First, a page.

NEW YORK — The economy worldwide shook on Thursday after Russia’s attack of Ukraine sent fear coursing through markets and upped the pressure on the high inflation that is cutting into the pocketbooks of millions.
It remains to be seen just how badly the American economy will be affected by Russia’s actions, but oil prices are expected to soar. Already, diesel prices are averaging just under $4 per gallon. That’s squeezing profit from truck drivers’ bottom lines and hurting an already strained supply chain.
On Wall Street, the S&P 500 sank 1.6% in early trading to continue its dismal start of the year. The benchmark is index is now down 13.5% from its record set early this year. Stocks in Europe sank even more after officials called Russia’s moves a “brutal act of war,” with the German DAX down nearly 5%.
Beyond its human toll, the conflict looks set to send prices spiraling even higher at gasoline pumps and grocery stores around the world. Russia and Ukraine are major producers not only of energy products but also grains and various other commodities. War could upend global supplies, as could sanctions brought by the United States and other allies.
Oil prices on both sides of the Atlantic jumped toward or above $100 per barrel to their highest levels since 2014, up more than 6%. Wholesale prices also shot higher for heating oil, wheat and other commodities. The spot price in Europe for natural gas, for which the continent relies on Russia to supply, jumped as much as 31%.
Increases in energy and food prices could amplify worries about inflation, which in January hit its hottest level in the United States in a couple generations, and what the Federal Reserve will do in turn to rein it in. The Fed looks certain to remove the super-low interest rates that investors love, which also helped catapult financial markets and the economy out of their coronavirus-caused plunge. The only question has been how quickly and how aggressively the Fed will move.
Bond yields sank around the world, a sign that investors were scrambling into anything that may offer safer returns than stocks and other riskier bets. The yield on the 10-year U.S. Treasury fell to 1.89% from 1.97% late Wednesday. Gold also rallied and climbed 2.4%, continuing its strong run on worries about Russia and Ukraine.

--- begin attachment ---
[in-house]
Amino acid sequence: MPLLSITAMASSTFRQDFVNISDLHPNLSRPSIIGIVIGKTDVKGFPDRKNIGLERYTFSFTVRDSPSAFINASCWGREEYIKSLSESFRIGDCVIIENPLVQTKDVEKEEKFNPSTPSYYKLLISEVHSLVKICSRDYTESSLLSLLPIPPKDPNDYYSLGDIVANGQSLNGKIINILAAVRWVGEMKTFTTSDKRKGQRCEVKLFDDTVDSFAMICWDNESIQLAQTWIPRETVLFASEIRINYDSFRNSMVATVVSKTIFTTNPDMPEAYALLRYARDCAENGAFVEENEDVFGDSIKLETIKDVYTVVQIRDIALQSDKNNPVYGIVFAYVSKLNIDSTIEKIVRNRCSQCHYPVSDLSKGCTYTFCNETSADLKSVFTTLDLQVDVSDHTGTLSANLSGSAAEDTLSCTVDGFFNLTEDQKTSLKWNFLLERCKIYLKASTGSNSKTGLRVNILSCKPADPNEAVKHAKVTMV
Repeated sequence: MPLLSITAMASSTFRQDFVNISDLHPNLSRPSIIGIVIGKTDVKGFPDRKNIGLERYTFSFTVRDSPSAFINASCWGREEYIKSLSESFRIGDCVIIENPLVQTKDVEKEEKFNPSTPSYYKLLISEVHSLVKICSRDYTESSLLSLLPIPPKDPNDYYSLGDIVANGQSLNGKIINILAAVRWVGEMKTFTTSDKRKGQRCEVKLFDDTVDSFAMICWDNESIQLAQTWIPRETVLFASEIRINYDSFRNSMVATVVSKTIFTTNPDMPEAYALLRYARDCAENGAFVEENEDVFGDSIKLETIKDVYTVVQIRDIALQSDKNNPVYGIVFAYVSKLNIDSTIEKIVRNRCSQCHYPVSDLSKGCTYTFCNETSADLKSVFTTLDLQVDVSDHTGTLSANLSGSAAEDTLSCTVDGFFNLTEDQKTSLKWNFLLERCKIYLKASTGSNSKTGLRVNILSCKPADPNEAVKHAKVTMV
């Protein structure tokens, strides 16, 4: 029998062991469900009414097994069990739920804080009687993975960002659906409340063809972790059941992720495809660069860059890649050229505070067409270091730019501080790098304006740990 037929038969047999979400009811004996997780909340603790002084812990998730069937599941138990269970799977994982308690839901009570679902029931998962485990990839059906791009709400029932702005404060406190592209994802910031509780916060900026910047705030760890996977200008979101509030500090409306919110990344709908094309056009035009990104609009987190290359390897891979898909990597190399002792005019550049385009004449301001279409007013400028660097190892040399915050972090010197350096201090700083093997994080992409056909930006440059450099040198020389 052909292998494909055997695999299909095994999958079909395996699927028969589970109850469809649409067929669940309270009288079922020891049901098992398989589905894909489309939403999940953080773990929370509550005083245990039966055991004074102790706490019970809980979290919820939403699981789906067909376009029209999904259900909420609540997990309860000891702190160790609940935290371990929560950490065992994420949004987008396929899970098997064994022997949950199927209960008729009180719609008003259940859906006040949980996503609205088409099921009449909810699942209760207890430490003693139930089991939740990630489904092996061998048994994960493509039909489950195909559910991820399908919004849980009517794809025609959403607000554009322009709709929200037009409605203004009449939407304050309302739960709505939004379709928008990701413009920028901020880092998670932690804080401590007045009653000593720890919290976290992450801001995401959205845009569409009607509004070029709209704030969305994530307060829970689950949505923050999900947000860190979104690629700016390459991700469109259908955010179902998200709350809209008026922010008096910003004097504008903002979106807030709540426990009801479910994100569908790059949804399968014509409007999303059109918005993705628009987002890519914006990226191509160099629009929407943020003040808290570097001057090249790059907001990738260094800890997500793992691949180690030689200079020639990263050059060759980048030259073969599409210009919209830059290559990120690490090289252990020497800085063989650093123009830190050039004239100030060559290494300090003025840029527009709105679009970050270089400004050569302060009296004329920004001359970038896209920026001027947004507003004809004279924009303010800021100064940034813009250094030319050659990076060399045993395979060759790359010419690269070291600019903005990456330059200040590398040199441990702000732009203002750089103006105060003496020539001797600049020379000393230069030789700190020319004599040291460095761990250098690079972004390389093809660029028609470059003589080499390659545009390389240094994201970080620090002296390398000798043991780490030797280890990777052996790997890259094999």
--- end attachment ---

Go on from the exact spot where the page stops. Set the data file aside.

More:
On Wall Street, worries about higher interest rates have delivered the heaviest hits on big technology stocks, a turnaround after those companies soared to lead Wall Street out of its coronavirus-caused plummet in 2020.
The Nasdaq composite, which is full of big tech stocks, sank 1.5% and could close more than 20% below its record set on Nov. 19, 2021. If it does, that’s something Wall Street calls a “bear market,” something that hasn’t happened for the Nasdaq since the coronavirus first crashed the global economy.
The Dow Jones Industrial Average fell 647 points, or 2%, to 32,490.
Financial markets are in a “flight to safety and may have to price in slower growth” due to high energy costs, Chris Turner and Francesco Pesole of ING said in a report.
In Brussels, the president of the European Commission said Thursday the 27-nation European Union planned “massive and targeted sanctions” on Russia.
“We will hold President Putin accountable,” Ursula von der Leyen said.
The FTSE 100 in London fell 3.1% after Europe awakened to news of explosions in the Ukrainian capital of Kyiv, the major city of Kharkiv and other areas. The CAC 40 in Paris lost 4%.
Moscow’s stock exchange briefly suspended trading on all its markets on Thursday morning. After trading resumed, the ruble-denominated MOEX stock index tumbled more than 20% and the dollar-denominated RTS index plunged by more than a third.
Some analysts expect the conflict to push investors out of many tech stocks, with the exception of the cybersecurity sector.
“Growing concern that massive cyber warfare could be on the near-term horizon which would certainly catalyze an increase in spending around preventing sophisticated Russian-based cyber attacks,” analysts with Wedbush Securities wrote in a note to clients.
Putin said Russia had to protect civilians in eastern Ukraine, a claim Washington had predicted he would make to justify an invasion.
President Joe Biden denounced the attack as “unprovoked and unjustified” and said Moscow would be held accountable, which many took to mean Washington and its allies would impose additional sanctions. Putin accused them of ignoring Russia’s demand to prevent Ukraine from joining NATO and to offer Moscow security guarantees.
Washington, Britain, Japan and the EU earlier imposed sanctions on Russian banks, officials and business leaders. Additional options include barring Russia from the global system for bank transactions.
Born in Pine Bluff, Arkansas, and raised in East Texas, John Worthen returned to his home state to attend college in 1998 and decided to make his life in The Natural State. Worthen is a 20-year veteran of the journalism industry and has covered just about every topic there is. He has a passion for writing and telling stories. He has worked as a beat reporter and bureau chief for a statewide newspaper and as managing editor of a regional newspaper in Arkansas. Additionally, Worthen has been a prolific freelance journalist for two decades, and has been published in several travel magazines and on travel websites.